Complaints that classics are irrelevant and boring and possibly single-handedly responsible for making students loathe reading have been around seemingly forever. I responded to this a couple months ago by explaining that classics actually fostered my love of reading, and the Orangutan Librarian recently argued that classics truly are relevant—and that doesn’t need to mean the same thing as “relatable.”
However, as the claims that classics are dull and fun-squashing and have no value continue, something pops out at me from the conversation: Every single example I have seen of a boring classic that someone hated reading in school has been written by a man. While this could be a positive sign (people actually like classics by women?), I’m worried that something more negative is going on, that perhaps people are not thinking of literature by women as counting as classics at all.
Maybe Classics by Women Are Actually Good?
When I see people mention classics they do like, they often are books by women. Charlotte Bronte’s Jane Eyre is incredibly popular. There’s a whole book blog community event, Austen in August, devoted to the works of Jane Austen. Harper Lee’s To Kill a Mockingbird was recently named The Great American Read by PBS. Movie and theatre adaptations of all these works are perennially popular, and, of course, Louisa May Alcott’s Little Women is having a moment in mainstream media due to Greta Gerwig’s Oscar-nominated adaptation.
So it seems clear that people don’t actually unilaterally “hate classics.” There are some classics they love! Yet when people dismiss classics and explain how they hate F. Scott Fitzgerald or William Shakespeare or Ernest Hemingway, their claims are rarely qualified with even a quick admission of, “I guess I do like Jane Eyre,” or an explanation of why some classics might have more value or be more interesting than others. Why?
Are Women Missing from the School Curriculum?
Perhaps this is partially because women writers are often missing from official school curricula and syllabi (though hopefully the tide on this is changing). When I think back to the books I read for literature classes in middle school and high school, only a few by women come to mind: Summer of My German Soldier, To Kill a Mockingbird, Ethan Frome, and Frankenstein. I’m sure we read short stories and excerpts of longer works by women, but these were the only major novels I can think of in seven years’ worth of schooling. If I didn’t go on to major in English in college, my knowledge of classics purely from schoolwork (not books I read on my own time), would certainly have been dominated by men.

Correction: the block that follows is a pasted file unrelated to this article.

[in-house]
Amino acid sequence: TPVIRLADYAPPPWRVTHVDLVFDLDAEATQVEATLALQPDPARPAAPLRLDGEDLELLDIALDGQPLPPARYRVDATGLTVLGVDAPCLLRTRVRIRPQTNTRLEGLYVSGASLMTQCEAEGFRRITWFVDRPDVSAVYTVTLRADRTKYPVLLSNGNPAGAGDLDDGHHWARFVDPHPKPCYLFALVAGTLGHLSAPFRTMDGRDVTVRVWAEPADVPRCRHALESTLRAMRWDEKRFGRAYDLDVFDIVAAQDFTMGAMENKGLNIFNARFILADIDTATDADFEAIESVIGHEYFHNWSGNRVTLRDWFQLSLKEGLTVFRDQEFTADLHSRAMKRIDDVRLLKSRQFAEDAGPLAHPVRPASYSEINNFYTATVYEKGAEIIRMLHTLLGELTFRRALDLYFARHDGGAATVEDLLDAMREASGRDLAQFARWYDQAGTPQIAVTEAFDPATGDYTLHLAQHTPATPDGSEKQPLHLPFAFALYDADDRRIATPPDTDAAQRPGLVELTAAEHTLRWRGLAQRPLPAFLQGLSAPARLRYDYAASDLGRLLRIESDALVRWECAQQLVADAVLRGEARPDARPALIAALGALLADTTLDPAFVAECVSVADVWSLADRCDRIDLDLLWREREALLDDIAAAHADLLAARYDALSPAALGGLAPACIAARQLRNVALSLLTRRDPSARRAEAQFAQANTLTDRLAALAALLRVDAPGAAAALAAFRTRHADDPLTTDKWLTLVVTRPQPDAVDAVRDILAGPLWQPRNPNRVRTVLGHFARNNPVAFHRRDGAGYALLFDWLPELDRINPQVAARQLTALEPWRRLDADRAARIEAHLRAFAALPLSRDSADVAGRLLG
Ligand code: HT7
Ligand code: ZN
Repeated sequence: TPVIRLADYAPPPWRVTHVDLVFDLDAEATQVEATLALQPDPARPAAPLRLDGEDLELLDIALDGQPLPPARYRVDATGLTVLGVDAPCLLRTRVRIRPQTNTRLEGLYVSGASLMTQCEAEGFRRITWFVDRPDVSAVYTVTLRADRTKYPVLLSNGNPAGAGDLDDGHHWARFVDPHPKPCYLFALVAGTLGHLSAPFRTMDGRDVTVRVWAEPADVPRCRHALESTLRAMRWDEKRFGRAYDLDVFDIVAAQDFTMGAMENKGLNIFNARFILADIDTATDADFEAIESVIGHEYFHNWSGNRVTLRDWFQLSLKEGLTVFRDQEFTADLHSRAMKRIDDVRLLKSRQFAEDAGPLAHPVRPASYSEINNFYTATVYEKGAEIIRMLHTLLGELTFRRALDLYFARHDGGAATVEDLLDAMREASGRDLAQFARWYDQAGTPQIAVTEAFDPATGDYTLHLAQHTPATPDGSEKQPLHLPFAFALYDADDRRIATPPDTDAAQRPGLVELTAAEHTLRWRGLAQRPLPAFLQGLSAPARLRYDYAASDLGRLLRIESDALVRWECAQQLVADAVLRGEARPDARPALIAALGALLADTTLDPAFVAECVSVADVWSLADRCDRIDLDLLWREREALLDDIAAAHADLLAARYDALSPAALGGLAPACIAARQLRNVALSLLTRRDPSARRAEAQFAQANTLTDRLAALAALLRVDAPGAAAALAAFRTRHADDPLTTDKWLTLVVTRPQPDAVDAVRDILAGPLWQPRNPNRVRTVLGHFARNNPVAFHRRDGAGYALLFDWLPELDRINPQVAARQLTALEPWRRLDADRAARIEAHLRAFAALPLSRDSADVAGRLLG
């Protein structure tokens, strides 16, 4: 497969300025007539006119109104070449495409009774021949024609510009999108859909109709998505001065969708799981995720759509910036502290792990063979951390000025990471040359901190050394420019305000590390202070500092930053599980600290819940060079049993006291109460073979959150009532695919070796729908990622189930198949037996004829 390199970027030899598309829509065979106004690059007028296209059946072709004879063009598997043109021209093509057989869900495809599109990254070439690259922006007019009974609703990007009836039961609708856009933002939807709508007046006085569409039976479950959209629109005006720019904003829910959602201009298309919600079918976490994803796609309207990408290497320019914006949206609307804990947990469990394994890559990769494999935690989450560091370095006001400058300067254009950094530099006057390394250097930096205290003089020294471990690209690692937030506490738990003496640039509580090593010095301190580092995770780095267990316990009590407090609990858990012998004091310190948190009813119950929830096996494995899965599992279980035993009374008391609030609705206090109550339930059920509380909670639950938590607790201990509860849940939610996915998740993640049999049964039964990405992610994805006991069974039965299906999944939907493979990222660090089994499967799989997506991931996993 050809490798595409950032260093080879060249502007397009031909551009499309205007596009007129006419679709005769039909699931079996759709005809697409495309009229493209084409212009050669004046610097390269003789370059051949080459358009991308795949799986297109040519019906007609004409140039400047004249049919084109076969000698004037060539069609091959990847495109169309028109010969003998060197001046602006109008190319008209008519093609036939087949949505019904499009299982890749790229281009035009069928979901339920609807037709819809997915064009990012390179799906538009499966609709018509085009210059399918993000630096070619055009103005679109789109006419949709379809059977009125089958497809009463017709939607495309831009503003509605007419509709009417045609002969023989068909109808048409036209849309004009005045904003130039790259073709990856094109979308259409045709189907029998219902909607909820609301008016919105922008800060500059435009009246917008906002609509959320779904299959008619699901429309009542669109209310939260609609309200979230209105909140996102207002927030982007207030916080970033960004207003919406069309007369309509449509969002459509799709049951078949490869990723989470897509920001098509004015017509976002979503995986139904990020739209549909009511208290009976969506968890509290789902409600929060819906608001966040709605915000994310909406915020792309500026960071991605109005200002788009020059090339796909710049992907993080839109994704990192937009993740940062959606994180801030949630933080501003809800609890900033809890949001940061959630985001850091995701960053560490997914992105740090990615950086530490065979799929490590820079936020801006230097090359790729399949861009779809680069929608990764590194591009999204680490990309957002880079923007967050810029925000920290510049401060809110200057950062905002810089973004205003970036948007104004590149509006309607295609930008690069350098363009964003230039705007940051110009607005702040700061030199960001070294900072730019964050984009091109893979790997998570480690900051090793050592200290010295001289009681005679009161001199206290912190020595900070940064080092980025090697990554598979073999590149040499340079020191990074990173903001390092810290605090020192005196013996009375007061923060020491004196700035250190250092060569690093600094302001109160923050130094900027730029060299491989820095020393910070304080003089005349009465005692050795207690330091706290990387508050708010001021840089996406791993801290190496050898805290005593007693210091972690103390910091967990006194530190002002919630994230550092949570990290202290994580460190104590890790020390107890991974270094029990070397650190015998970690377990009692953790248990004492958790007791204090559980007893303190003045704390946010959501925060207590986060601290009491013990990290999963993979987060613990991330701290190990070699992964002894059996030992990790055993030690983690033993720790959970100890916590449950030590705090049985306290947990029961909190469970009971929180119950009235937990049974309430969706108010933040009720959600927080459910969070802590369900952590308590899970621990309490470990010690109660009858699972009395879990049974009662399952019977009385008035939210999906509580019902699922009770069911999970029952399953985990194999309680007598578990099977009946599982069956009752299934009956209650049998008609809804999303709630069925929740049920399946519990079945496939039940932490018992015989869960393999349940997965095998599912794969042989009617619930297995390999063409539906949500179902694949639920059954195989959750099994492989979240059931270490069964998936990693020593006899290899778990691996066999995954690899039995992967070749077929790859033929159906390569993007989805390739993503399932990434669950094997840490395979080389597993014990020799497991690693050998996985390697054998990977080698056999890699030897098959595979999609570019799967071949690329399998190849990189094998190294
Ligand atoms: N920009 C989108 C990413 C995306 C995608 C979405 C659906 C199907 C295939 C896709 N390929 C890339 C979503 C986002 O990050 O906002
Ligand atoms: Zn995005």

My position might be slightly unique. I went to smaller schools, which means I had the same literature teacher for sixth, seventh, and eighth grade, who was a man. I had a female English teacher my first year of high school, but I had one male teacher for the next three years. This means not just that the books I read were largely chosen by men; for six years of school, exactly two men had control over my reading list, and I know for a fact that their personal reading preferences did influence the syllabus. In fact, Little Women used to be assigned in my middle school—before a female English teacher left, and her replacement decided that it was a girl book that the boys wouldn’t want to read (or maybe he didn’t want to read).
However, I think it’s fair to say in general that male authors are probably being assigned more than female authors, so when people think of classics, or think of just “required school reading,” books by men come more immediately to mind.
Does This Devalue the Work of Women?
I worry, however, that the frequent citation of classics as works by men and the complete omission of any mention of books by women means that people are not considering work by women as classics at all. Perhaps these readers find Pride & Prejudice and Jane Eyre interesting…but they’re somehow categorizing them as separate. They’re “just” romances or “just” books about the narrowness of women’s experiences, not sweeping narratives like the Iliad that deal with themes of the world and war. This ties into the trend that today’s authors have noticed where books by women are frequently assumed to be young adult novels, even when nothing about the books’ descriptions, plots, or marketing would suggest they are written for younger readers rather than adults.
If people actually do enjoy some classics by women, I would like to see that reflected in the continued conversation about whether classics have value/should be taught/are all boring and stifling a love of reading. It makes sense to me to argue that a particular book is a bit dull or should be replaced by another in the classroom; it makes a lot less sense to me to imply that are classics are by and about men (particularly old men, which I point out is not true in this post). Classics by women exist, and the question of whether they should be taught in the classroom deserves a lot more attention than it’s currently getting.